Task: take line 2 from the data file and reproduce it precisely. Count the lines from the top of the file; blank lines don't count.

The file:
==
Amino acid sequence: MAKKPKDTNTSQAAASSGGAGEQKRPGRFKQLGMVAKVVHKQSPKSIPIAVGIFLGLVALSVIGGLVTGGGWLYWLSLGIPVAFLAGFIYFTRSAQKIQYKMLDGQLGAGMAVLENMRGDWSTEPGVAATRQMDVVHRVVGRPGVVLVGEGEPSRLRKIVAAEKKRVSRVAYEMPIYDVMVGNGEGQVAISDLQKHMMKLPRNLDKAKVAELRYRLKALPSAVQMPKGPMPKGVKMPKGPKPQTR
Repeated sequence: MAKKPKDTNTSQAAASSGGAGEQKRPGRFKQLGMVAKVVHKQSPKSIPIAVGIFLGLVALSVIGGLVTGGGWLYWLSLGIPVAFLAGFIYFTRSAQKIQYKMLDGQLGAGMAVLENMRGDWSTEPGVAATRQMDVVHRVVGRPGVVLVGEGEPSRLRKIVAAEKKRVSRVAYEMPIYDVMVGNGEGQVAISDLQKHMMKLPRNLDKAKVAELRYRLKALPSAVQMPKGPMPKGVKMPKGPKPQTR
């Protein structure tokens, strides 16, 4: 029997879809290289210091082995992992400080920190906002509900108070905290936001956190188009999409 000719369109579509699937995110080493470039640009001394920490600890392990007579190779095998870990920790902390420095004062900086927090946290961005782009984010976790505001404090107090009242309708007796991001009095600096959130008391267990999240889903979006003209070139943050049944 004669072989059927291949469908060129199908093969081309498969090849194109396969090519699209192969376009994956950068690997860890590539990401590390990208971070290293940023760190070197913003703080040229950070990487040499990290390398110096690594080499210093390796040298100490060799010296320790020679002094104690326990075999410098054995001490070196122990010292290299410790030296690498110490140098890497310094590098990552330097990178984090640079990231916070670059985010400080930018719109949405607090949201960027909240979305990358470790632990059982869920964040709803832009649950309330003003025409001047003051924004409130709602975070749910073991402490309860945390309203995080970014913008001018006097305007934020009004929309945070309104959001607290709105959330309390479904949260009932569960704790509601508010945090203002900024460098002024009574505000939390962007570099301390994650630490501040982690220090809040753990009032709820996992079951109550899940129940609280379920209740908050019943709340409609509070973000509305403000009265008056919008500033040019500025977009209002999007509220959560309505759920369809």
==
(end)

Repeated sequence: MAKKPKDTNTSQAAASSGGAGEQKRPGRFKQLGMVAKVVHKQSPKSIPIAVGIFLGLVALSVIGGLVTGGGWLYWLSLGIPVAFLAGFIYFTRSAQKIQYKMLDGQLGAGMAVLENMRGDWSTEPGVAATRQMDVVHRVVGRPGVVLVGEGEPSRLRKIVAAEKKRVSRVAYEMPIYDVMVGNGEGQVAISDLQKHMMKLPRNLDKAKVAELRYRLKALPSAVQMPKGPMPKGVKMPKGPKPQTR